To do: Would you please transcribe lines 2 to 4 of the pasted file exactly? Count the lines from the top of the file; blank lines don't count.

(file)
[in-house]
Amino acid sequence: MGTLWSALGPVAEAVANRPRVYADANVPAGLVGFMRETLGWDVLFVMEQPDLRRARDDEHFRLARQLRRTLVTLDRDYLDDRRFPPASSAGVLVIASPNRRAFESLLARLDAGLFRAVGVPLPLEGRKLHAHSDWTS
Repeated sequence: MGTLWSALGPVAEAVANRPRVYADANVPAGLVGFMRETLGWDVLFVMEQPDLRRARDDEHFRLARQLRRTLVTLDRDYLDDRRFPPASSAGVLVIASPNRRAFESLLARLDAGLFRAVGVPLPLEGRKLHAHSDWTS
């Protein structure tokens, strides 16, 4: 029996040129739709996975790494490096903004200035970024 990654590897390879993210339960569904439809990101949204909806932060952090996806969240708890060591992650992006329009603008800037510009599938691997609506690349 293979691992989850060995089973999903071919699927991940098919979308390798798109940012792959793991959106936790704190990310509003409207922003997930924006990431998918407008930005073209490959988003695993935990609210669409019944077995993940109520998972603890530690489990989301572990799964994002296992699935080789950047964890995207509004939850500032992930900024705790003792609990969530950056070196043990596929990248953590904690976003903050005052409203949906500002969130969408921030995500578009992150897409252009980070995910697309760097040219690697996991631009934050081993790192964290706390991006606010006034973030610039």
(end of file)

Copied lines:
Amino acid sequence: MGTLWSALGPVAEAVANRPRVYADANVPAGLVGFMRETLGWDVLFVMEQPDLRRARDDEHFRLARQLRRTLVTLDRDYLDDRRFPPASSAGVLVIASPNRRAFESLLARLDAGLFRAVGVPLPLEGRKLHAHSDWTS
Repeated sequence: MGTLWSALGPVAEAVANRPRVYADANVPAGLVGFMRETLGWDVLFVMEQPDLRRARDDEHFRLARQLRRTLVTLDRDYLDDRRFPPASSAGVLVIASPNRRAFESLLARLDAGLFRAVGVPLPLEGRKLHAHSDWTS
């Protein structure tokens, strides 16, 4: 029996040129739709996975790494490096903004200035970024 990654590897390879993210339960569904439809990101949204909806932060952090996806969240708890060591992650992006329009603008800037510009599938691997609506690349 293979691992989850060995089973999903071919699927991940098919979308390798798109940012792959793991959106936790704190990310509003409207922003997930924006990431998918407008930005073209490959988003695993935990609210669409019944077995993940109520998972603890530690489990989301572990799964994002296992699935080789950047964890995207509004939850500032992930900024705790003792609990969530950056070196043990596929990248953590904690976003903050005052409203949906500002969130969408921030995500578009992150897409252009980070995910697309760097040219690697996991631009934050081993790192964290706390991006606010006034973030610039």